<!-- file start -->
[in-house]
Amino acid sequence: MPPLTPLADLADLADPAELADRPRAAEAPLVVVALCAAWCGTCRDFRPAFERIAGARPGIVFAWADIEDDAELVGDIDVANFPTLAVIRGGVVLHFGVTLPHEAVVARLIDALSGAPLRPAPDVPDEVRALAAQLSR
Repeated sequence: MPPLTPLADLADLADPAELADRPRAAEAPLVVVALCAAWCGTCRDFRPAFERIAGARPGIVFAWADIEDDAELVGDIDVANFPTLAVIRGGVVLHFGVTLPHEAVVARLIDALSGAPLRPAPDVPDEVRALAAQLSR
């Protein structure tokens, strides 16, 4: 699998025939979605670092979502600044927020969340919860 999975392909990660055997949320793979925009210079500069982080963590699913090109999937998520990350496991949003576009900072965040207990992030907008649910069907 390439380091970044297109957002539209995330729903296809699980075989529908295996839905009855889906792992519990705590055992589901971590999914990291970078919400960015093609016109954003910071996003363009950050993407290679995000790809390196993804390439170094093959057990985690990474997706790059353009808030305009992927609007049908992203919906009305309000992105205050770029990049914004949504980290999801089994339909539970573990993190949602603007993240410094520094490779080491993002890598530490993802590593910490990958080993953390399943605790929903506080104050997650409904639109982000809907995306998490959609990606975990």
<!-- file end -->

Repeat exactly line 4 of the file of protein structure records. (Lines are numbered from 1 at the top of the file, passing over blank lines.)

């Protein structure tokens, strides 16, 4: 699998025939979605670092979502600044927020969340919860 999975392909990660055997949320793979925009210079500069982080963590699913090109999937998520990350496991949003576009900072965040207990992030907008649910069907 390439380091970044297109957002539209995330729903296809699980075989529908295996839905009855889906792992519990705590055992589901971590999914990291970078919400960015093609016109954003910071996003363009950050993407290679995000790809390196993804390439170094093959057990985690990474997706790059353009808030305009992927609007049908992203919906009305309000992105205050770029990049914004949504980290999801089994339909539970573990993190949602603007993240410094520094490779080491993002890598530490993802590593910490990958080993953390399943605790929903506080104050997650409904639109982000809907995306998490959609990606975990």